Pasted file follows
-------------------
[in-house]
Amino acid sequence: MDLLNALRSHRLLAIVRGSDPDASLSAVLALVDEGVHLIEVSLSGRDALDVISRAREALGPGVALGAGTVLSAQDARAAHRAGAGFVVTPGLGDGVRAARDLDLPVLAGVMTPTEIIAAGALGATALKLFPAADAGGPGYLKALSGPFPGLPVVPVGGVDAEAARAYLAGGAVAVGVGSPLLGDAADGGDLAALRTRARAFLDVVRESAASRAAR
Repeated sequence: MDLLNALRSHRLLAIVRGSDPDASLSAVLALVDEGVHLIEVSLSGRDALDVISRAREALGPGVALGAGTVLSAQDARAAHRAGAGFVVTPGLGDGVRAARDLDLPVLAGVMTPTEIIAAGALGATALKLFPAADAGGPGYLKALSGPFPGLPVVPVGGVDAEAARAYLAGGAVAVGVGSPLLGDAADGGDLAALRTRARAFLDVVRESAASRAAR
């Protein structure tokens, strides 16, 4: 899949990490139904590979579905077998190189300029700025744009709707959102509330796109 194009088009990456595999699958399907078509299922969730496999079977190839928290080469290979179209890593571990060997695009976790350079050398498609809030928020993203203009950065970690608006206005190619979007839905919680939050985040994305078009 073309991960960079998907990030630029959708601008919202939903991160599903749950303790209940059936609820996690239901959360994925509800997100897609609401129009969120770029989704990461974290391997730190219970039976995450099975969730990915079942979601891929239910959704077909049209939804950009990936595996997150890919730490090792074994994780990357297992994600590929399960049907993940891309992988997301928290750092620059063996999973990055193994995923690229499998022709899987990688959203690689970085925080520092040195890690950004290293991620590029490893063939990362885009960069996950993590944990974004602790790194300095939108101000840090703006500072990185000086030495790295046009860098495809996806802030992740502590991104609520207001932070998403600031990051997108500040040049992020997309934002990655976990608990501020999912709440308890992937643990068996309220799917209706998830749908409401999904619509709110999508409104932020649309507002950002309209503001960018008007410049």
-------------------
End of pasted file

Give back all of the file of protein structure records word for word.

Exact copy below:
[in-house]
Amino acid sequence: MDLLNALRSHRLLAIVRGSDPDASLSAVLALVDEGVHLIEVSLSGRDALDVISRAREALGPGVALGAGTVLSAQDARAAHRAGAGFVVTPGLGDGVRAARDLDLPVLAGVMTPTEIIAAGALGATALKLFPAADAGGPGYLKALSGPFPGLPVVPVGGVDAEAARAYLAGGAVAVGVGSPLLGDAADGGDLAALRTRARAFLDVVRESAASRAAR
Repeated sequence: MDLLNALRSHRLLAIVRGSDPDASLSAVLALVDEGVHLIEVSLSGRDALDVISRAREALGPGVALGAGTVLSAQDARAAHRAGAGFVVTPGLGDGVRAARDLDLPVLAGVMTPTEIIAAGALGATALKLFPAADAGGPGYLKALSGPFPGLPVVPVGGVDAEAARAYLAGGAVAVGVGSPLLGDAADGGDLAALRTRARAFLDVVRESAASRAAR
């Protein structure tokens, strides 16, 4: 899949990490139904590979579905077998190189300029700025744009709707959102509330796109 194009088009990456595999699958399907078509299922969730496999079977190839928290080469290979179209890593571990060997695009976790350079050398498609809030928020993203203009950065970690608006206005190619979007839905919680939050985040994305078009 073309991960960079998907990030630029959708601008919202939903991160599903749950303790209940059936609820996690239901959360994925509800997100897609609401129009969120770029989704990461974290391997730190219970039976995450099975969730990915079942979601891929239910959704077909049209939804950009990936595996997150890919730490090792074994994780990357297992994600590929399960049907993940891309992988997301928290750092620059063996999973990055193994995923690229499998022709899987990688959203690689970085925080520092040195890690950004290293991620590029490893063939990362885009960069996950993590944990974004602790790194300095939108101000840090703006500072990185000086030495790295046009860098495809996806802030992740502590991104609520207001932070998403600031990051997108500040040049992020997309934002990655976990608990501020999912709440308890992937643990068996309220799917209706998830749908409401999904619509709110999508409104932020649309507002950002309209503001960018008007410049």